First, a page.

Commitments—In October 2013, we signed a lease for new office space for our corporate headquarters, and moved into the new location in the first quarter of 2014. The lease had a term of 38 months and a rental cost of approximately $5,000 per month, increasing 3% annually after the first fourteen months. In addition, our share of building operating costs were estimated to be $2,000 per month. In April 2014, we amended the lease to add additional space which increased our rent to $8,000 per month beginning August 1, 2014 plus estimated monthly operating costs of $3,000 and extended the lease term through July, 2017. We have a renewal option for an additional three year term. The original lease included a tenant improvement allowance of $72,000 and the amended lease included an additional tenant improvement allowance of $38,000. The allowances were used to construct our office build-out and have been capitalized as leasehold improvements and construction-in-process as of December 31, 2015 and as leasehold improvements as of September 30, 2016 as construction has been completed. The capitalized costs are being amortized over the amended lease term through July 2017. In June 2016, we amended the lease to include additional space on a month-to-month basis. The monthly rent related to the additional space is $2,325.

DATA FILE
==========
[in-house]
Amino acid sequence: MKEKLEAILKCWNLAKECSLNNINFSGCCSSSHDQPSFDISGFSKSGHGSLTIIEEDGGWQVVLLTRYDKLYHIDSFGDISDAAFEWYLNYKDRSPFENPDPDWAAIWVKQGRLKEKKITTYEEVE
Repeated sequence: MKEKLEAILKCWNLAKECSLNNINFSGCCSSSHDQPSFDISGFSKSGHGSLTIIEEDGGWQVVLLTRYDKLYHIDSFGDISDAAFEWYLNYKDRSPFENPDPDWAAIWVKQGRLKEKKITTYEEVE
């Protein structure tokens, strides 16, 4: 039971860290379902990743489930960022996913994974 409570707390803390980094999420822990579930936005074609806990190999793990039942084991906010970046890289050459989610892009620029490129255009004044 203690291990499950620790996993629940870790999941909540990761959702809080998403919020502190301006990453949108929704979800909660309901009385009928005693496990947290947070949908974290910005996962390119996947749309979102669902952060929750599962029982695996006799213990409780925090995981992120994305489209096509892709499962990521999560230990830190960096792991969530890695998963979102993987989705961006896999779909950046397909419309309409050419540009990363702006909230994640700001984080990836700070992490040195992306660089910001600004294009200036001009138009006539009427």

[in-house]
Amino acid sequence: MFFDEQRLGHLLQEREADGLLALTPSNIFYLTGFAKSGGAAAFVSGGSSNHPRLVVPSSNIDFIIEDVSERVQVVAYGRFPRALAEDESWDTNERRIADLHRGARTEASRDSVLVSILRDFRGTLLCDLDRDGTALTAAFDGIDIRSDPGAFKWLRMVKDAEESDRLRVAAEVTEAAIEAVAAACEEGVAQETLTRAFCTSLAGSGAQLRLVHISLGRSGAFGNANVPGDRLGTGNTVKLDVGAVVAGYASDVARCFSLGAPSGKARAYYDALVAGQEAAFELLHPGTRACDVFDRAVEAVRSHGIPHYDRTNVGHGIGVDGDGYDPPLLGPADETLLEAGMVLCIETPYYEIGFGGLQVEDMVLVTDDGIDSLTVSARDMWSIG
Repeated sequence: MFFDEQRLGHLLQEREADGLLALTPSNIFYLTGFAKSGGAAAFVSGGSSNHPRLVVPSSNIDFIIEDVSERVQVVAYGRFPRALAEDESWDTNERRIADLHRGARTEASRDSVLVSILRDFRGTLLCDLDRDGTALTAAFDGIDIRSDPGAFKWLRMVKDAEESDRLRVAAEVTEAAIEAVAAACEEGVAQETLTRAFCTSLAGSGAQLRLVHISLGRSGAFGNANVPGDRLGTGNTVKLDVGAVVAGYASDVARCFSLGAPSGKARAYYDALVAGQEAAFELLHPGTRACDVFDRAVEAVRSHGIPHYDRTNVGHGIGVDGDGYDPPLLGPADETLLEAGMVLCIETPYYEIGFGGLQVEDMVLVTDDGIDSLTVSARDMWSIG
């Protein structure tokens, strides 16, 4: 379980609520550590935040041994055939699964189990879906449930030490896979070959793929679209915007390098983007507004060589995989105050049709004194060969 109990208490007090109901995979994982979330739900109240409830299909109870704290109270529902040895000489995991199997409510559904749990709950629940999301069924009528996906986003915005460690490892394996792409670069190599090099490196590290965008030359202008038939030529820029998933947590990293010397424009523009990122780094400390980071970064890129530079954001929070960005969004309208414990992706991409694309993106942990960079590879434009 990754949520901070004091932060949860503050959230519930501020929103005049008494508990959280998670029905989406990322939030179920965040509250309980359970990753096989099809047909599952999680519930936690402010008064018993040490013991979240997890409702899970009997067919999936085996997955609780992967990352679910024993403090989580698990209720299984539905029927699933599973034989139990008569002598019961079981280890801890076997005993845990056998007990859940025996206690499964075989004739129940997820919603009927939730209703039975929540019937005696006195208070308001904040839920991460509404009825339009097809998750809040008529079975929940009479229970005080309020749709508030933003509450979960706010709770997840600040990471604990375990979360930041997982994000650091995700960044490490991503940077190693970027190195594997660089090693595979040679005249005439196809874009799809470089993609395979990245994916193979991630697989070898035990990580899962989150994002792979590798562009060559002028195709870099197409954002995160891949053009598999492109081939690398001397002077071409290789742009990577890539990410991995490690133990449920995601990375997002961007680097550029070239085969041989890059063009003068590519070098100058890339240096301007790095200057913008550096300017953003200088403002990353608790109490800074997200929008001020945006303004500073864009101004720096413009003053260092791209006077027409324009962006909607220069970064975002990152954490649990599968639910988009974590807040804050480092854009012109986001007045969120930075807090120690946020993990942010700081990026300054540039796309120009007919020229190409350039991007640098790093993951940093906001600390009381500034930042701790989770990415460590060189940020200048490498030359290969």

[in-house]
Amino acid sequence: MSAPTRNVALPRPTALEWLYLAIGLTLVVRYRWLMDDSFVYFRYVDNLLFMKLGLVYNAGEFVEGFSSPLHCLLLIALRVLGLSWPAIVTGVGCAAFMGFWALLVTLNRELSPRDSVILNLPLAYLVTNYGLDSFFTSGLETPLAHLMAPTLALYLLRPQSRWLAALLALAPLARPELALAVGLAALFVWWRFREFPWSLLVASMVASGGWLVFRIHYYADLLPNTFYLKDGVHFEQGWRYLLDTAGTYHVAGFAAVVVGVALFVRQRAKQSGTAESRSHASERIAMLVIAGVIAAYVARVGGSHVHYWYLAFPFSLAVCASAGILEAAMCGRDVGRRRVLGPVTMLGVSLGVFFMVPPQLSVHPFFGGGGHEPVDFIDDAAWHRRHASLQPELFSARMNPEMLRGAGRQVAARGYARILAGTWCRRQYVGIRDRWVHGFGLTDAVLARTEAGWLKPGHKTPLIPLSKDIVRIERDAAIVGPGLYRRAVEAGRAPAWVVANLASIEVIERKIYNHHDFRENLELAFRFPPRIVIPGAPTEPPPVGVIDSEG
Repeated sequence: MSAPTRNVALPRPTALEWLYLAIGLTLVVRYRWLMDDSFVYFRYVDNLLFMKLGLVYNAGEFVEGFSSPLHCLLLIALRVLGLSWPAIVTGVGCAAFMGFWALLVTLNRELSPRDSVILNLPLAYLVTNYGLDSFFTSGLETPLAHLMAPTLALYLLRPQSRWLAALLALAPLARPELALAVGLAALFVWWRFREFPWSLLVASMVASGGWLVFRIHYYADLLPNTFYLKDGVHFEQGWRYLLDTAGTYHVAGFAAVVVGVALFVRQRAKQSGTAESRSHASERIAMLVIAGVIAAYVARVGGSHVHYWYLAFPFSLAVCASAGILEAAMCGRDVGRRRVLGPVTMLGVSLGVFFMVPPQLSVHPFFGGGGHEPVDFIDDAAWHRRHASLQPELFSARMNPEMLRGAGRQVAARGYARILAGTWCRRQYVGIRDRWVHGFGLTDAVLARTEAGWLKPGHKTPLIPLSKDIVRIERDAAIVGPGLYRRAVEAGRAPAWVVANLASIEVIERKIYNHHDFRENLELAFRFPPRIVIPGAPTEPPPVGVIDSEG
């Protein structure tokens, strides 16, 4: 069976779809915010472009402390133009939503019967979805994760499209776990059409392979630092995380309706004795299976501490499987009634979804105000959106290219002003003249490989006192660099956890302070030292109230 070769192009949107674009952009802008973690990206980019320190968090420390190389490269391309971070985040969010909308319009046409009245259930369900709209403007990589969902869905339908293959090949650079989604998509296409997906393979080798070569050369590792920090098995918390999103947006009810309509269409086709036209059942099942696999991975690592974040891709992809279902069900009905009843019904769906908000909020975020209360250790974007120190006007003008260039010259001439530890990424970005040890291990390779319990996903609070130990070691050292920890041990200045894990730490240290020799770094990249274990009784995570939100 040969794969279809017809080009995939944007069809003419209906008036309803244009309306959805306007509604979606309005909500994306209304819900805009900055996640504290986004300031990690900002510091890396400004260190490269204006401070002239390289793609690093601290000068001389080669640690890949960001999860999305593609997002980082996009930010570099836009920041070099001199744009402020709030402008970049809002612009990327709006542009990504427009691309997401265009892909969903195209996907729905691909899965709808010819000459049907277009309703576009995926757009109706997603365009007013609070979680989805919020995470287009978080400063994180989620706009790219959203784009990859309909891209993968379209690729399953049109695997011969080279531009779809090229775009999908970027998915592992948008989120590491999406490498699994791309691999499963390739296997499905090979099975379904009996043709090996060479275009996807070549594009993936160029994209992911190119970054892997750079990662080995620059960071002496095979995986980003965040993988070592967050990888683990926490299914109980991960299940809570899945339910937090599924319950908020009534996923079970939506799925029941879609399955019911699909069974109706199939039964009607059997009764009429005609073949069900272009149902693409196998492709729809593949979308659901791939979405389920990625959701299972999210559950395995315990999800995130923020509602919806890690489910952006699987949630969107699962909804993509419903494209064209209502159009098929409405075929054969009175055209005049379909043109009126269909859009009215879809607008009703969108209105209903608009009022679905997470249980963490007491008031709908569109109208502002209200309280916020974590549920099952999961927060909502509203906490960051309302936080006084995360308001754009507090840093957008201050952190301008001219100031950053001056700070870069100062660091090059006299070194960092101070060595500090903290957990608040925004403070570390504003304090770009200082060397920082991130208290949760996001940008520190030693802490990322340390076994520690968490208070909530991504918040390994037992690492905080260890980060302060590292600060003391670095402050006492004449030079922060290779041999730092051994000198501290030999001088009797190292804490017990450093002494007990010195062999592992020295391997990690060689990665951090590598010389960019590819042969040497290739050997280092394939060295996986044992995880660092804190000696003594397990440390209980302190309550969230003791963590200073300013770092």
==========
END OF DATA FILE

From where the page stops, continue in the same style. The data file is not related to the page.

In November 2013, we signed a lease for our satellite development office in Burlingame, CA. The lease had a two-year term, and rental costs of approximately $4,000 per month. In May 2015, we renewed the lease for a one year period expiring November 30, 2016 with rental costs of $5,000 per month.